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- Oil prices have dropped about 22% last month (or 33% from the Oct. 3rd peak to around $51/barrel for U.S. crude oil futures)
- The benefit is that consumers don’t have to pay as much at the pump. Average prices at the pump are falling at the fastest rate in 3 years, according to fuel tracker GasBuddy. (down about 31 cents a gallon compared to a month ago)
- Falling oil prices used to be a bigger boon to the U.S. consumers but are not as effective today. (I.e., in 1972, it took 1.1 barrels of oil to produce ~ $1k of GDP, and now it only takes 0.4 barrels)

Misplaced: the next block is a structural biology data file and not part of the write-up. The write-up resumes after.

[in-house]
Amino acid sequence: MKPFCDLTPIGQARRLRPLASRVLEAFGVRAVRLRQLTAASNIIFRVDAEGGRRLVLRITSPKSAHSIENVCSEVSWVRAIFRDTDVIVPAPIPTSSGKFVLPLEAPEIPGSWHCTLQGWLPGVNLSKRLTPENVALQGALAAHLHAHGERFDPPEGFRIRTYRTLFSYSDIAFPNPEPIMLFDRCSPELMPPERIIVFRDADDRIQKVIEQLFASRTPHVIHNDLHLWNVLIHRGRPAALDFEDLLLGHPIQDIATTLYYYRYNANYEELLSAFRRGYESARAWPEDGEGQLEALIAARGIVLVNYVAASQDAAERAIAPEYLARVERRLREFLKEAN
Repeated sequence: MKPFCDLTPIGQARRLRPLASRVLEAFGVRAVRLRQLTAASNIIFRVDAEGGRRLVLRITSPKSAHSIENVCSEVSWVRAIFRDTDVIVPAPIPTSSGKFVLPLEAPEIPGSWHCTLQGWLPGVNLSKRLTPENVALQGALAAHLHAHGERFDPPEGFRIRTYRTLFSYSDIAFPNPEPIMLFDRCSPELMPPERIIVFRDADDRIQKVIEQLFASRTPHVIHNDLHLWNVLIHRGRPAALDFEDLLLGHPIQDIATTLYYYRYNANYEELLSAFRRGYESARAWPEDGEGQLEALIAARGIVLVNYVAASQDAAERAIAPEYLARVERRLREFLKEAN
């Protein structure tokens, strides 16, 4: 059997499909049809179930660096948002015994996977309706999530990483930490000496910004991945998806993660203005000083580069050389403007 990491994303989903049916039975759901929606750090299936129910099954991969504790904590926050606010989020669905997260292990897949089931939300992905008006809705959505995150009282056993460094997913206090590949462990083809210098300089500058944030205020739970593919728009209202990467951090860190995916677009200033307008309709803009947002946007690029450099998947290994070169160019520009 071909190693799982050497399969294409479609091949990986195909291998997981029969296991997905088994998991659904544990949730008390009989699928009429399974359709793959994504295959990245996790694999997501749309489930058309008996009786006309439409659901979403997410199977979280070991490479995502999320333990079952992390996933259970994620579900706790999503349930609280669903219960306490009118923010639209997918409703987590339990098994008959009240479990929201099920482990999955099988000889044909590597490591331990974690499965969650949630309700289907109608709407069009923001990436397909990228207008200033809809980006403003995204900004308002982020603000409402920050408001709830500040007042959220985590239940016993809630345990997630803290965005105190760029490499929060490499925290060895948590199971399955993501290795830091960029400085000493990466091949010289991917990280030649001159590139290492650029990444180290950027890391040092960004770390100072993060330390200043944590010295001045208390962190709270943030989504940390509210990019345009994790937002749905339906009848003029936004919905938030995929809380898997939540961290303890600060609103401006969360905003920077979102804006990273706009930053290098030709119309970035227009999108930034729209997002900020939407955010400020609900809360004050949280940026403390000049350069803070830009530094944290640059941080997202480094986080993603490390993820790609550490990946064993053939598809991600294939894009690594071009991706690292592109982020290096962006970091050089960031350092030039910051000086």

- Extraction techniques have changed from using large debt-free companies (Exxon, BP) who didn’t have much debt, to now using smaller debt-laden companies. Therefore, the lower oil costs may drive these smaller companies into bankruptcy, or prevent them from wanting to make further investments into energy, which can hurt the economy.
- The trend in net export levels has been declining for over a decade so domestic demand is waning and putting downward pressure on global prices (in addition to the most obvious, that the global economy is hovering at below-trend growth ever since the Great Recession.)